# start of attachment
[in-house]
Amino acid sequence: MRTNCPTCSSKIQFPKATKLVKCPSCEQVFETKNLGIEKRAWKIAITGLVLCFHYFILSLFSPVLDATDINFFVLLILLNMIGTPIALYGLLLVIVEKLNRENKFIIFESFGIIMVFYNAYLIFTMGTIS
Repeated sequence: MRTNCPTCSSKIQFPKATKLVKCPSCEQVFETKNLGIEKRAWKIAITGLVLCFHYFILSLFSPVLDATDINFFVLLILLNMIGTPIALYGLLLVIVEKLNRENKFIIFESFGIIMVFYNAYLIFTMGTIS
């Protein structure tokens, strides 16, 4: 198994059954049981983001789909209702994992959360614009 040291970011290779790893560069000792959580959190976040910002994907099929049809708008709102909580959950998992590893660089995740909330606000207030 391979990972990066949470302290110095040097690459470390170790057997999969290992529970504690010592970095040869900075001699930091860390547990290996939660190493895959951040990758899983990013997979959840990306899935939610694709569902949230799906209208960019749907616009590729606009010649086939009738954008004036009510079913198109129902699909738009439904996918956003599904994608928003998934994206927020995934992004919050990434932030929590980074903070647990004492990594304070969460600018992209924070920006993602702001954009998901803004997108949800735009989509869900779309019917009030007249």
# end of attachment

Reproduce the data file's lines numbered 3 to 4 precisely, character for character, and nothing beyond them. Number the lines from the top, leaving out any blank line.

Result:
Repeated sequence: MRTNCPTCSSKIQFPKATKLVKCPSCEQVFETKNLGIEKRAWKIAITGLVLCFHYFILSLFSPVLDATDINFFVLLILLNMIGTPIALYGLLLVIVEKLNRENKFIIFESFGIIMVFYNAYLIFTMGTIS
């Protein structure tokens, strides 16, 4: 198994059954049981983001789909209702994992959360614009 040291970011290779790893560069000792959580959190976040910002994907099929049809708008709102909580959950998992590893660089995740909330606000207030 391979990972990066949470302290110095040097690459470390170790057997999969290992529970504690010592970095040869900075001699930091860390547990290996939660190493895959951040990758899983990013997979959840990306899935939610694709569902949230799906209208960019749907616009590729606009010649086939009738954008004036009510079913198109129902699909738009439904996918956003599904994608928003998934994206927020995934992004919050990434932030929590980074903070647990004492990594304070969460600018992209924070920006993602702001954009998901803004997108949800735009989509869900779309019917009030007249």